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'Fruitless' talks on school plan

PUBLISHED: 12:33 26 September 2008 | UPDATED: 21:22 05 July 2010

MORE than 100 parents attended what was dismissed as a "fruitless" meeting at Pakefield Middle School this week to discuss a planned new high school.

As part of Suffolk's review to turn Lowestoft into a two-tier schools system, a plan is in the pipeline to open a secondary school on the existing middle school site in Kilbourn Road.

MORE than 100 parents attended what was dismissed as a “fruitless” meeting at Pakefield Middle School this week to discuss a planned new high school.

As part of Suffolk's review to turn Lowestoft into a two-tier schools system, a plan is in the pipeline to open a secondary school on the existing middle school site in Kilbourn Road.

But Malcolm Gibbs, parent governor and representative for Lowestoft's Parent Against Change group, said he did not receive any more information during the visit from county council representatives than he already knew. He was also horrified with news that parents might have to reapply for their children to attend the school.

“The meeting got quite heated. It was another one of these meetings where nothing was said. It was completely fruitless,” he said. “A lot of residents from Lansdowne Road and Kilbourn Road were there and wanted to know if a new access road would be built, but they couldn't answer. It was a complete and utter farce.”

Mark Cresswell, head at Pakefield Middle, said the pupil admission number for each year group in the proposed new school would be 180, yet between his school and Gisleham Middle 260 pupils were already sent to high school. He said: “The admission criteria for the new school will be that the child lives in the catchment area and it is the preferred school, but we have a lot of children out of catchment who will end up being the second preference.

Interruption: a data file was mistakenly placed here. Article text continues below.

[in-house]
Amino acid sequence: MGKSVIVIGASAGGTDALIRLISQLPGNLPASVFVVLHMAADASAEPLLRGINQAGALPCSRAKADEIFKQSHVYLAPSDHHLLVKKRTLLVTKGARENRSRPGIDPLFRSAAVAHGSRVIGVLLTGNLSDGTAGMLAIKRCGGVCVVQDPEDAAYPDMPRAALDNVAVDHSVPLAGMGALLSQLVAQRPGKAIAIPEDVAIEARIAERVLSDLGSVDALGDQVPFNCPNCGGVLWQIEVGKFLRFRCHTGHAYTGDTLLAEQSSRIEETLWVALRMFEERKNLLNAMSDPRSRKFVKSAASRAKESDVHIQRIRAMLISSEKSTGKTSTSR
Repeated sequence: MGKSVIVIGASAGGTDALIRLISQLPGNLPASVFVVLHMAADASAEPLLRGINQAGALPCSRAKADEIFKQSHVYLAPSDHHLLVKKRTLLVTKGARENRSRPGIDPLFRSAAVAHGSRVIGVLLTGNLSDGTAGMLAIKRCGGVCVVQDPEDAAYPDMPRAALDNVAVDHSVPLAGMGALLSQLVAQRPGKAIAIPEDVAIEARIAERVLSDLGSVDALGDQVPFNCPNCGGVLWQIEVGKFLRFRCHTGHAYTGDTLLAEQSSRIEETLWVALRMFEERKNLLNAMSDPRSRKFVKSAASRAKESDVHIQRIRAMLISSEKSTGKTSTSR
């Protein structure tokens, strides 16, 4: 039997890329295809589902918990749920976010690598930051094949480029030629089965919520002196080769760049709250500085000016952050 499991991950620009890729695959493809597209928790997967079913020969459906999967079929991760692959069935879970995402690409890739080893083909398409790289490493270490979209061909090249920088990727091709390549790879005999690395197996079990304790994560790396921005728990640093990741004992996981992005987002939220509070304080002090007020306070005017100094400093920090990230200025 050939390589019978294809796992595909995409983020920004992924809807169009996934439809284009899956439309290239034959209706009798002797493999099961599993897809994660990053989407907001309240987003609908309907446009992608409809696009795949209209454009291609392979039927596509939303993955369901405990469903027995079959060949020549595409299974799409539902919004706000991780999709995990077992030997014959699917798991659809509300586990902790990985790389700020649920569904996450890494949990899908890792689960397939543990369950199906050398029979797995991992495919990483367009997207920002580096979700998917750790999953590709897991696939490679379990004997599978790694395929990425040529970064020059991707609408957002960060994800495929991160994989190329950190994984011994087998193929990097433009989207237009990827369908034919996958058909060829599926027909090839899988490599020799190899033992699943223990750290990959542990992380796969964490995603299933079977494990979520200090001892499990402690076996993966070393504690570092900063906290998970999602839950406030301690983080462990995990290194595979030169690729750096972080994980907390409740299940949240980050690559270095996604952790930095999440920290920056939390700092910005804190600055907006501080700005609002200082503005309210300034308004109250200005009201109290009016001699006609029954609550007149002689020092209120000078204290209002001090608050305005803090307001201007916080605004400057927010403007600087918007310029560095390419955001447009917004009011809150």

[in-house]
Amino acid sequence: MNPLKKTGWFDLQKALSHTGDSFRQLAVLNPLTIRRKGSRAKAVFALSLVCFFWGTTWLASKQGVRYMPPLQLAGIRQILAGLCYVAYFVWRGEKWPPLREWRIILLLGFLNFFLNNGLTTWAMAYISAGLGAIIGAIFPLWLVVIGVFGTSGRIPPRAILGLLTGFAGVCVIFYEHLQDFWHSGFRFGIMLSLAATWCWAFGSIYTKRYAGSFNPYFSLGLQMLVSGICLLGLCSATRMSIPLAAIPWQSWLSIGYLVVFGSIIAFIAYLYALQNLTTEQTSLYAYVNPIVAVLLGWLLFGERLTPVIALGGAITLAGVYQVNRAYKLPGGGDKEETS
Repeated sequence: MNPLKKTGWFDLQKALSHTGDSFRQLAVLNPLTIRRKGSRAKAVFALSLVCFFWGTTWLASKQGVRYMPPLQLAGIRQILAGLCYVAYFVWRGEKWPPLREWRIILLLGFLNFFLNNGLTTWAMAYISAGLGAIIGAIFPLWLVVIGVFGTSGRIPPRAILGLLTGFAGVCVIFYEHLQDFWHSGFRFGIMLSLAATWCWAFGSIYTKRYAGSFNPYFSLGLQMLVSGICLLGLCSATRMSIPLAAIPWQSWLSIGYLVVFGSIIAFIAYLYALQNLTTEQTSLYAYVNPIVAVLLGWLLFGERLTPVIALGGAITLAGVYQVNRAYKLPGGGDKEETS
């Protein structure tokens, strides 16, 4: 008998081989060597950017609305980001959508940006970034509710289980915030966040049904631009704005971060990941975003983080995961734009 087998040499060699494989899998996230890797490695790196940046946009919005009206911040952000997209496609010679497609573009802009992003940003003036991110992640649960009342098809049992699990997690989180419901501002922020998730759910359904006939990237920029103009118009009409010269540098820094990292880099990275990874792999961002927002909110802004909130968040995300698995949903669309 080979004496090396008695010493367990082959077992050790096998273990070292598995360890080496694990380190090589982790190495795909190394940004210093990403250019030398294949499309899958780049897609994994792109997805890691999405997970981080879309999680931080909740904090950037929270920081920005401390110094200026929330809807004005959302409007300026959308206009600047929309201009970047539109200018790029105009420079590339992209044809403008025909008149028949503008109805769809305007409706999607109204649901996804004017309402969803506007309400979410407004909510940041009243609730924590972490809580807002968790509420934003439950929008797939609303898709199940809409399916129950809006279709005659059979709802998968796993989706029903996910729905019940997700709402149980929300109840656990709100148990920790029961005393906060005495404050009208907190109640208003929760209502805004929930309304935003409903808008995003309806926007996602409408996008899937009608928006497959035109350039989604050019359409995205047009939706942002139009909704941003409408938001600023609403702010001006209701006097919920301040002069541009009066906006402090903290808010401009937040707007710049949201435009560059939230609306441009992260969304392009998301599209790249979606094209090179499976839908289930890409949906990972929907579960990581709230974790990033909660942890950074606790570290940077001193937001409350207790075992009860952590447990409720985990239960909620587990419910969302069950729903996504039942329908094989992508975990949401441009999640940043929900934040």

“That means a lot of out-of-catchment children at Pakefield Middle School in years five/six will not progress to years eight and nine at the high school. This is something that really needs bringing home to parents.

“Some of Gisleham's children in catchment will actually live further away from the school than children at my school that are out of catchment.”

So far there has only been one bid to run the new high school: by the Lowestoft Learning Trust, which encompasses the three existing high schools, Lowestoft College and other partners. But Mr Cresswell said he could see flaws within the plans.

A county council spokesman said the meeting was organised by Deloitte for the Department for Children, Schools and Families to share the plans with local people.

“The Suffolk county admission criteria apply to all high schools in Suffolk. For pupils in the Pakefield and Gisleham Middle catchment areas, the catchment high school will be the new high school, with the site at the current middle school. Details regarding the new high school will be developed once the schools adjudicator has decided the outcome of the competition.” the spokesman added.

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